Small-town Moroccan Life
We spent five days in Marrakech exploring and waiting for our surfboards to arrive, as they didn’t fit into the hold of our turbo-prop plane coming from Lisbon. The airline sent the boards on the following flight with a big enough airplane, which was a few days after we arrived in Marrakech.
We stayed in the Medina, which is the area enclosed by 19 kilometers of 6-meter high and 1-meter thick mud rampart walls. Most of the streets within the Medina are narrow and maze-like, creating a rabbit warren where it’s impossible not to get lost.
Luckily, as long as you can see the minaret of the Koutoubia Mosque, the tallest minaret in the city, you can always orient yourself.
Motorcycles and scooters zip by an inch or two beside pedestrians, and you have to always be on the alert so as not to get sideswiped by the vehicles.
The Djemaa El Fna is the heart of the Medina. It’s a wide-open square where vendors, street performers, snake charmers and food sellers set up, and tourists and locals alike mill about day and night.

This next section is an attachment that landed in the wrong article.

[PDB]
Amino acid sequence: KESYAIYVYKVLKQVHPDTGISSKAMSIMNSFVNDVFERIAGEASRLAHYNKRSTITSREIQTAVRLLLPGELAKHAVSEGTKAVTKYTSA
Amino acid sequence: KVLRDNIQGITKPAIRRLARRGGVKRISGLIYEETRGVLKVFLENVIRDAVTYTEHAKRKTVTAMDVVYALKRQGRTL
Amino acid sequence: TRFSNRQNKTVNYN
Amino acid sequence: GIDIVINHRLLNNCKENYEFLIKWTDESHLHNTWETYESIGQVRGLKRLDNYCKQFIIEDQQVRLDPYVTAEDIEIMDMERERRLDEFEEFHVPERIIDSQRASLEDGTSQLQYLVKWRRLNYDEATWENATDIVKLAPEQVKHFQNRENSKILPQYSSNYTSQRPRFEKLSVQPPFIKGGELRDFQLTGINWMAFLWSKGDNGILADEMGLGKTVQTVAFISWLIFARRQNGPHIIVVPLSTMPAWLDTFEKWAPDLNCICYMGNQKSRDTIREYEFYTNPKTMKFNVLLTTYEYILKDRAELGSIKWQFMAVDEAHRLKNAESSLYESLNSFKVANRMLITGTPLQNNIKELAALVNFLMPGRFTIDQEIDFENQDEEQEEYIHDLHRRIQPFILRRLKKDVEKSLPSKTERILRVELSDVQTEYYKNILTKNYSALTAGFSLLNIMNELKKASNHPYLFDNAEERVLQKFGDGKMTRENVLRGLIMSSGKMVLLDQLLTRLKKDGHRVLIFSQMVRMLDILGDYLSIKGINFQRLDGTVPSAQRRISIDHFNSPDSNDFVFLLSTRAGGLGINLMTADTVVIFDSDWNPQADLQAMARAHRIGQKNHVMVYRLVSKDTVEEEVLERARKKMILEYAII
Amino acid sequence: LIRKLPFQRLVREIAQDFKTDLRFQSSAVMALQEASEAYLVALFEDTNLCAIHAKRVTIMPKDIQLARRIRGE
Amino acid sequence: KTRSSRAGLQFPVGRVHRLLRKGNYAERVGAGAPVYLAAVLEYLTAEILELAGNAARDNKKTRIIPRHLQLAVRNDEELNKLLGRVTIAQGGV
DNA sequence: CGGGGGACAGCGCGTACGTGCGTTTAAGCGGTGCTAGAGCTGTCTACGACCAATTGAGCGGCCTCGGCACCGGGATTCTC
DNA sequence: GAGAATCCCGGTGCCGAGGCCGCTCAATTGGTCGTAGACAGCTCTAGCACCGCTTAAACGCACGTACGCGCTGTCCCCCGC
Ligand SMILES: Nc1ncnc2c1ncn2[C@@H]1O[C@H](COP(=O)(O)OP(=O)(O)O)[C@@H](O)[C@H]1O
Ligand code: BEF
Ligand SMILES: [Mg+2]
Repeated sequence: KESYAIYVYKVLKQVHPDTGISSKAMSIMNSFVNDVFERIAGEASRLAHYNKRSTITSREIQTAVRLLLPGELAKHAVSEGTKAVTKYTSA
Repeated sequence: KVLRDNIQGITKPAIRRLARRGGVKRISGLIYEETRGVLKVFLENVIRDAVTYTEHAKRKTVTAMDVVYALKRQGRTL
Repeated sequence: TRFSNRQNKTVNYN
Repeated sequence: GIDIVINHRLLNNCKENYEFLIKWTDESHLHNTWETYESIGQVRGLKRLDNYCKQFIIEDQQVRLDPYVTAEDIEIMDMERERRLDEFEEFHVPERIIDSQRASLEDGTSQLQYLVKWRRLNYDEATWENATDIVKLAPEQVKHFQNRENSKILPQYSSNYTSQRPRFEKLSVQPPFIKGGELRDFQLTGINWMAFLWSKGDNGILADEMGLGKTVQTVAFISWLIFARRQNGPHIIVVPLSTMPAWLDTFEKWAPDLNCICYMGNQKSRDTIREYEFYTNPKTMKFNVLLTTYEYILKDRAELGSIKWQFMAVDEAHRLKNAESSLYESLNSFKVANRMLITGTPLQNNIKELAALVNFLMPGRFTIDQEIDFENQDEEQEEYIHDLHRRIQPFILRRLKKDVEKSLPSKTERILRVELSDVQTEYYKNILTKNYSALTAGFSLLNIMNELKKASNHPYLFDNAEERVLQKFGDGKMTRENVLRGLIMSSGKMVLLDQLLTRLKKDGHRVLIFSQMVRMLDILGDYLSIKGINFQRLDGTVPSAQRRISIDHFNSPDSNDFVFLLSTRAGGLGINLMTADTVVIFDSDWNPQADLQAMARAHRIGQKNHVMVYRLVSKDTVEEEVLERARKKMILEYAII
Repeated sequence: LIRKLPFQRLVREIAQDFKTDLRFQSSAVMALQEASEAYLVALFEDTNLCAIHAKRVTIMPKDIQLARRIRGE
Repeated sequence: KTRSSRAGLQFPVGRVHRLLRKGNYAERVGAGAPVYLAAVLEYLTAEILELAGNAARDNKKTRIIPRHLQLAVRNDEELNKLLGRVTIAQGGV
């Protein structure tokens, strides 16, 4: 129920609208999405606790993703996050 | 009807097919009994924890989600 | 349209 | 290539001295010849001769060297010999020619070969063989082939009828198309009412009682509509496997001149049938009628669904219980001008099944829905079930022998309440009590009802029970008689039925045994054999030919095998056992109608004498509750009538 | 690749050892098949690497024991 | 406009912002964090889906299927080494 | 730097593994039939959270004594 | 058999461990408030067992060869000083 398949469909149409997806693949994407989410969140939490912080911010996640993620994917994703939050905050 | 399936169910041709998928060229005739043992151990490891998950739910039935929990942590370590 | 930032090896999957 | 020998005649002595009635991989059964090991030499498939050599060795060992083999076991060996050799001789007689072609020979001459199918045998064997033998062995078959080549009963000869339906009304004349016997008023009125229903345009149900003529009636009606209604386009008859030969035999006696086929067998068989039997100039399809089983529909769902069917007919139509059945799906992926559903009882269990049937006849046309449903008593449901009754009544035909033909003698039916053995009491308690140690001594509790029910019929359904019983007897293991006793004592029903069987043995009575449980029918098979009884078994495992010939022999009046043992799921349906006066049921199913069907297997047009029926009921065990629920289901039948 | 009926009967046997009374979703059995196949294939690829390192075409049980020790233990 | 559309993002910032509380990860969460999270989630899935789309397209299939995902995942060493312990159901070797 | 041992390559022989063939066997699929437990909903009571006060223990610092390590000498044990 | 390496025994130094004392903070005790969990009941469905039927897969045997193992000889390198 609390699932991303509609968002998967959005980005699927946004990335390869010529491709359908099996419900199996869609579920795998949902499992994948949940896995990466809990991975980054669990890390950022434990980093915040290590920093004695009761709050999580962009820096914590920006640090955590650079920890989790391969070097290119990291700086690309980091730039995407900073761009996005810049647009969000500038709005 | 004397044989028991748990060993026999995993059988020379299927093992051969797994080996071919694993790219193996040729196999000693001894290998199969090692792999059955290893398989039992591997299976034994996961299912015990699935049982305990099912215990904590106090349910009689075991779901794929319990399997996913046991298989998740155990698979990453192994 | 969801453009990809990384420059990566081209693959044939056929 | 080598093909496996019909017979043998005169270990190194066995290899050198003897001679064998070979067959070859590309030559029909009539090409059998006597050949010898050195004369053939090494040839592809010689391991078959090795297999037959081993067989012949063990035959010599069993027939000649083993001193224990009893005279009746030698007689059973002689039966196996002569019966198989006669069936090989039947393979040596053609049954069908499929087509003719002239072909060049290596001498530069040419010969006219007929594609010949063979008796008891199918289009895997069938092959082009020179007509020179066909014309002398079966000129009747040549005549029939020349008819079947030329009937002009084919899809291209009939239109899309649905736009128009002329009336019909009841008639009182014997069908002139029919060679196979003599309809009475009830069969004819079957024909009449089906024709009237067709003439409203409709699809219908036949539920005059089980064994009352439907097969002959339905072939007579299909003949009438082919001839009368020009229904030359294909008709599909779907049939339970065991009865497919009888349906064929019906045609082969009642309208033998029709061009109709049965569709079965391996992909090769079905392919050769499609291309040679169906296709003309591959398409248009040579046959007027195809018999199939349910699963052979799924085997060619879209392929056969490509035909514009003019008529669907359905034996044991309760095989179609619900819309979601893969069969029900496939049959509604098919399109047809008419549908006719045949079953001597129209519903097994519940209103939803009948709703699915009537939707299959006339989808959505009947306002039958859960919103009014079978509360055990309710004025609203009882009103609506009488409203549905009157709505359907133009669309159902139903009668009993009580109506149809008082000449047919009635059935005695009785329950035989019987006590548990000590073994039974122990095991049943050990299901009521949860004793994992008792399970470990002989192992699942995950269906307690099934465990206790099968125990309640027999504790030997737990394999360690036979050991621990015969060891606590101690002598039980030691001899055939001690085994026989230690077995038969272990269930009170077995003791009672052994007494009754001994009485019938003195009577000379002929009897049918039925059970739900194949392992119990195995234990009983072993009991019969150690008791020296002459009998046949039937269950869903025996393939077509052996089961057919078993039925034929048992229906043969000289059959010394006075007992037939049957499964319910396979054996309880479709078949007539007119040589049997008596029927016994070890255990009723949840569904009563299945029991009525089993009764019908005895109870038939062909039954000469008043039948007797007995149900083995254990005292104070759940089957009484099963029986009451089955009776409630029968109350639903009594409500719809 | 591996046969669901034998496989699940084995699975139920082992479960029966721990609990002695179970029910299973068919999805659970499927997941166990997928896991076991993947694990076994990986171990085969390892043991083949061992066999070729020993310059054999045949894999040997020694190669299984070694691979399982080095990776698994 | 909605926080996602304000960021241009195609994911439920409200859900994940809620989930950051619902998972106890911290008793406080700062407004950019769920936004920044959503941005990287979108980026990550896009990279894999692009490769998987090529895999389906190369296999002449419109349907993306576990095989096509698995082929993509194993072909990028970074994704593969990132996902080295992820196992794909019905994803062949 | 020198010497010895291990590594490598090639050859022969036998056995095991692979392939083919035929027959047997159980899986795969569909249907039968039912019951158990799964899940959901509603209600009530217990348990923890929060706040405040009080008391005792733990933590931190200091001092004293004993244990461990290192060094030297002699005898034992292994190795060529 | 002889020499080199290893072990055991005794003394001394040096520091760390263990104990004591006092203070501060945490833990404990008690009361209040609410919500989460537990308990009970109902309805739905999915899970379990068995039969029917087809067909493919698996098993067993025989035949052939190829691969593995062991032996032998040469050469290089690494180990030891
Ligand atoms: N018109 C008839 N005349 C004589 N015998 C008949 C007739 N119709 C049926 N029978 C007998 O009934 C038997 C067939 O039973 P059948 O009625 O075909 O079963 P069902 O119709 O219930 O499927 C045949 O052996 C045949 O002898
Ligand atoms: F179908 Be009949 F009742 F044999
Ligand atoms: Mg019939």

My two favorite places that we visited were the Musée de la Photographie, which holds a collection of vintage black-and-white photographs of Morocco from 1870 to the 1950s:
The Musée de la Photographie also serves up a mean chicken tagine at their rooftop café:
and the Jardin Majorelle, a garden that belonged to Yves Saint-Laurent and was gifted to the city of Marrakech upon his death. It’s a peaceful and soothing respite from the heat and traffic of Marrakech.
YSL’s ashes were scattered in the garden, and his memorial is tucked away in a shady corner.
When our surfboards arrived, we took the bus to a small town on the coast near Agadir. The most famous surf town in Morocco is Taghazout, which fellow travelers had warned us had become so overrun that it should be called Tagha-zoo; aggressive touts, crowded waves, and pricier-than-average food and accommodation. We heard about a small fishing village with a few good-quality breaks, close to but much less crowded than Taghazout, and we headed there.
The village is super small, with no wired internet and only one local payphone. There are no ATMs or supermarkets, and only a handful of cafés and small restaurants. The entire town can be walked across in ten minutes.
The first few days we were here, the waves were mediocre: disorganized swell caused by a storm front. We were worried that we’d made the wrong choice of towns. But then the weather cleared up, the sun came out, and the waves turned on.
There are two point breaks and a reef, and the waves are fun and uncrowded.
We rented a nice apartment and will just be hanging out, surfing and enjoying the Moroccan food and village life for the next month.